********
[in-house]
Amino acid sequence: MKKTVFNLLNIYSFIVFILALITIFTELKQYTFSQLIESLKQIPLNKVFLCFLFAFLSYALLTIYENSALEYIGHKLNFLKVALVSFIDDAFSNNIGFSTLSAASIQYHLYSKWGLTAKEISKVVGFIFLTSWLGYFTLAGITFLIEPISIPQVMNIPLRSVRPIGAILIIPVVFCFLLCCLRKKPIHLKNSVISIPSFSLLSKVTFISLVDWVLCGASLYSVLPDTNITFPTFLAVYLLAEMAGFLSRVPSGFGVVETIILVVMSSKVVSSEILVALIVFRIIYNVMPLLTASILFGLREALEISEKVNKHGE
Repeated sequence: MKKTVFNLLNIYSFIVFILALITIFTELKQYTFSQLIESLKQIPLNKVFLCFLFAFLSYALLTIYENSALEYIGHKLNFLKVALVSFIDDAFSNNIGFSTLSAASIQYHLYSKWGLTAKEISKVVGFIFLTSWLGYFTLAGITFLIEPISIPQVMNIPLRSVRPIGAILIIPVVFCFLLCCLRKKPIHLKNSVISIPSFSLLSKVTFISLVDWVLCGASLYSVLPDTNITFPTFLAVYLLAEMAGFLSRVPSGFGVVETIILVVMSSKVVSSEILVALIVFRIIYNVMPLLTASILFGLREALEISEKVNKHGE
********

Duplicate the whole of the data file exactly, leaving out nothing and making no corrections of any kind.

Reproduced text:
[in-house]
Amino acid sequence: MKKTVFNLLNIYSFIVFILALITIFTELKQYTFSQLIESLKQIPLNKVFLCFLFAFLSYALLTIYENSALEYIGHKLNFLKVALVSFIDDAFSNNIGFSTLSAASIQYHLYSKWGLTAKEISKVVGFIFLTSWLGYFTLAGITFLIEPISIPQVMNIPLRSVRPIGAILIIPVVFCFLLCCLRKKPIHLKNSVISIPSFSLLSKVTFISLVDWVLCGASLYSVLPDTNITFPTFLAVYLLAEMAGFLSRVPSGFGVVETIILVVMSSKVVSSEILVALIVFRIIYNVMPLLTASILFGLREALEISEKVNKHGE
Repeated sequence: MKKTVFNLLNIYSFIVFILALITIFTELKQYTFSQLIESLKQIPLNKVFLCFLFAFLSYALLTIYENSALEYIGHKLNFLKVALVSFIDDAFSNNIGFSTLSAASIQYHLYSKWGLTAKEISKVVGFIFLTSWLGYFTLAGITFLIEPISIPQVMNIPLRSVRPIGAILIIPVVFCFLLCCLRKKPIHLKNSVISIPSFSLLSKVTFISLVDWVLCGASLYSVLPDTNITFPTFLAVYLLAEMAGFLSRVPSGFGVVETIILVVMSSKVVSSEILVALIVFRIIYNVMPLLTASILFGLREALEISEKVNKHGE